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I am writing a c# app and want to output error messages to either the console or a messagebox (Depending on the app type: enum AppTypeChoice { Console, Windows } ), and also control wether the app keeps running or not ( bool StopOnError ).

I came up with this method that will check all the criteria, but I'm getting an "unreachable code detected" warning. I can't see why!

Here is the whole method (Brace yourselves for some hobbyist code!)


    public void OutputError(string message)
    {
        string standardMessage = "Something went WRONG!. [ But I'm not telling you what! ]";
        string defaultMsgBoxTitle = "Aaaaarrrggggggggggg!!!!!";
        string dosBoxOutput = "\n\n*** " + defaultMsgBoxTitle + " *** \n\n Message was: '" + message + "'\n\n";
        AppTypeChoice appType = DataDefs.AppType;
        DebugLevelChoice level = DataDefs.DebugLevel;

        // Decide how much info we should give out here...
        if (level != DebugLevelChoice.None)
        {
            // Give some info....
            if (appType == AppTypeChoice.Windows)
                MessageBox.Show(message, defaultMsgBoxTitle, MessageBoxButtons.OK, MessageBoxIcon.Error);
            else
                Console.WriteLine(dosBoxOutput);
        }
        else
        {
            // Be very secretive...
            if (appType == AppTypeChoice.Windows)
                MessageBox.Show(standardMessage, defaultMsgBoxTitle, MessageBoxButtons.OK, MessageBoxIcon.Error);
            else
                Console.WriteLine(standardMessage);
        }

        // Decide if app falls over or not..
        if (DataDefs.StopOnError == true)
            Environment.Exit(0); // UNREACHABLE CODE HERE
    }

Also, while I have your attention, to get the app type, I'm just using a constant at the top of the file (ie. AppTypeChoice.Console in a Console app etc) - is there a better way of doing this (i mean finding out in code if it is a DOS or Windows app)?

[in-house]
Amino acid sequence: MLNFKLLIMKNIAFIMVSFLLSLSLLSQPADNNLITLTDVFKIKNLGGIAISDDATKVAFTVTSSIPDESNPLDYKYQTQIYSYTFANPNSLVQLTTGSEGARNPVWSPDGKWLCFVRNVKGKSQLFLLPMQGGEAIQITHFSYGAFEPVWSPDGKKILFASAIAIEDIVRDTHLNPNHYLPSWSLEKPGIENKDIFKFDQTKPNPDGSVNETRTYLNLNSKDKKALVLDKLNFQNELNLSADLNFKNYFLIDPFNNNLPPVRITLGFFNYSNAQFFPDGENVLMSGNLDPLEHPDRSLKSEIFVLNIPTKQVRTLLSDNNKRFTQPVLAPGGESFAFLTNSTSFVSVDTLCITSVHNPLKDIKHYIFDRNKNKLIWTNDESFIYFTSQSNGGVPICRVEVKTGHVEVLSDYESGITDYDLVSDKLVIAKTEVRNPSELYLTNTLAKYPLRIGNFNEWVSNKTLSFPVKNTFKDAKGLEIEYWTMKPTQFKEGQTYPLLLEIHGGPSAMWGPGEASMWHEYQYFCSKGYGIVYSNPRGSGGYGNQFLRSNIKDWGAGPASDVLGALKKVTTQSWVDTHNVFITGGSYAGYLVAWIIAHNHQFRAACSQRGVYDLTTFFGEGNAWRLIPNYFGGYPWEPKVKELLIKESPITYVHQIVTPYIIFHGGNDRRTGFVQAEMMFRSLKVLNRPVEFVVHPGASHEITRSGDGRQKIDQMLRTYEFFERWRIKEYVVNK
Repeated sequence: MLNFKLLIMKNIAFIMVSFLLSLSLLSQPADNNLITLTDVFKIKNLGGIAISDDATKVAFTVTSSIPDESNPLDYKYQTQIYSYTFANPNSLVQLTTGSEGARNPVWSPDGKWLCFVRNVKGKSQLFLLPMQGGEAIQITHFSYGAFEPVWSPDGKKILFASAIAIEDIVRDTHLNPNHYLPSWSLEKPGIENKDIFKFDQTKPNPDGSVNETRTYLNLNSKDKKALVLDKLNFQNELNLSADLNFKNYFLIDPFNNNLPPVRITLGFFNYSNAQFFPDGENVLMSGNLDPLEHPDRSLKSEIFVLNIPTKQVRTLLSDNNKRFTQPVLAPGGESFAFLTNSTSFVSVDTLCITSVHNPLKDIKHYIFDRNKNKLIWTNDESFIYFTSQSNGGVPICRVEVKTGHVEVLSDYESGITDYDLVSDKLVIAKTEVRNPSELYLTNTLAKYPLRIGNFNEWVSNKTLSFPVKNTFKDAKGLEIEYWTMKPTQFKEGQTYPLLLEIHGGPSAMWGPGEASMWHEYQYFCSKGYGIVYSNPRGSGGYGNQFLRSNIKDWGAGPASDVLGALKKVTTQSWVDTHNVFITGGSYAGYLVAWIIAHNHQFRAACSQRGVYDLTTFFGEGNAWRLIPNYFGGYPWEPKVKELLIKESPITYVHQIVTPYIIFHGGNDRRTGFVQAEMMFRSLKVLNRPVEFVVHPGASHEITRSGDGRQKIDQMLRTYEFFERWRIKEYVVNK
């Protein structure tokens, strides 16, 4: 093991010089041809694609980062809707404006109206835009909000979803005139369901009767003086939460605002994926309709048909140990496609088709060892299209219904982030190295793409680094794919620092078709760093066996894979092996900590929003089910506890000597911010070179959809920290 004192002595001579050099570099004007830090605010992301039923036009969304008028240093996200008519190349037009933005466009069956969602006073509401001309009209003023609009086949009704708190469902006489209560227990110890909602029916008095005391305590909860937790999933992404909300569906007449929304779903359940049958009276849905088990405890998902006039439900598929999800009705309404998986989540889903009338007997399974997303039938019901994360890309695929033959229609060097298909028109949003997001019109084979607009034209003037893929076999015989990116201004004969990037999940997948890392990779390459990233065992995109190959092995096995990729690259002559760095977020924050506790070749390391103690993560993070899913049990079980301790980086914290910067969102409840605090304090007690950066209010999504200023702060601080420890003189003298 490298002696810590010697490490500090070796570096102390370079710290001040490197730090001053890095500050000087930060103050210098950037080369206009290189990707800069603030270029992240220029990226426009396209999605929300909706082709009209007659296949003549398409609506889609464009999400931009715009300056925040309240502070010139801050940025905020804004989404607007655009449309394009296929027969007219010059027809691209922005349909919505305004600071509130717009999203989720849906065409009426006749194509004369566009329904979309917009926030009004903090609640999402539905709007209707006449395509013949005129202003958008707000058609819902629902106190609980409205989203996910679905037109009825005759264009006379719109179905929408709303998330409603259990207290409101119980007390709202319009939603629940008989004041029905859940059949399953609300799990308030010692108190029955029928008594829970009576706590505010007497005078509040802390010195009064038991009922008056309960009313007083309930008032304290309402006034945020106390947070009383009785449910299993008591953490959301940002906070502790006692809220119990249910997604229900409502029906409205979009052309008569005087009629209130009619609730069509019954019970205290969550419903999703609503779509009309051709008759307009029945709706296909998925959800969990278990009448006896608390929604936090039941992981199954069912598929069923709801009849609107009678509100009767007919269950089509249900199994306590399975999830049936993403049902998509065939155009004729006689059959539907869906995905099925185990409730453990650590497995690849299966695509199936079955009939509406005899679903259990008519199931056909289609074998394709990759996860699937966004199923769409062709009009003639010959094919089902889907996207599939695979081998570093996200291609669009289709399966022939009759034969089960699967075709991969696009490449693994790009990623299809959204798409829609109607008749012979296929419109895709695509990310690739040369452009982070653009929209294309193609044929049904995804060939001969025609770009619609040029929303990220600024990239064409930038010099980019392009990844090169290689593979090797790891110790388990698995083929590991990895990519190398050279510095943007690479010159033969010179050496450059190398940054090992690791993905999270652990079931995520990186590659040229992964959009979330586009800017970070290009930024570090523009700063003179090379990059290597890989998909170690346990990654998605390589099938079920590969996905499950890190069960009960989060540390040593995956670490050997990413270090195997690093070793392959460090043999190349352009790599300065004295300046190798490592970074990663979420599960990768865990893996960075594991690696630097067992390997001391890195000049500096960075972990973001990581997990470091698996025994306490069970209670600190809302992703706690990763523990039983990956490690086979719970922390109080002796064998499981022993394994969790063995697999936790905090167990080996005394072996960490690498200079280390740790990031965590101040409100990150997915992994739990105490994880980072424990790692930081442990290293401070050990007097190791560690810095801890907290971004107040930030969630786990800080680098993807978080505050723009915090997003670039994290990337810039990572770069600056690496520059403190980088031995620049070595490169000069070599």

Also, I noticed that I can use a messagebox with a fully-qualified path in a Console app...How bad is is to do that ( I mean, will I get tarred and feathered when other developers see it?!)

Thanks for your help

share|improve this question
    
Is that the whole method? – Francisco Soto Apr 25 '10 at 21:41
1  
@Raj: Look at the last line. – SLaks Apr 25 '10 at 21:45
    
Thank you SLaks! – Raj Kaimal Apr 25 '10 at 21:48
    
By the way, there's no point in writing if (something == true). You can simply write if (something). – SLaks Apr 25 '10 at 21:51

DataDefs.StopOnError is a compile-time constant equal to false.

Therefore, the compiler replaces it with false (Or whatever you set it to) near the begining of the compiliation process.

Therefore, your code compiles to:

if (false == true)
    Environment.Exit(0); // UNREACHABLE CODE HERE

This is obviously unreachable.

The simplest solution is to make the DataDefs.StopOnError field readonly instead of const.

The compiler will only give this warning if all of the values involved are compile-time constants or literals, so using any other type of field for DataDefs.StopOnError will stop the warning.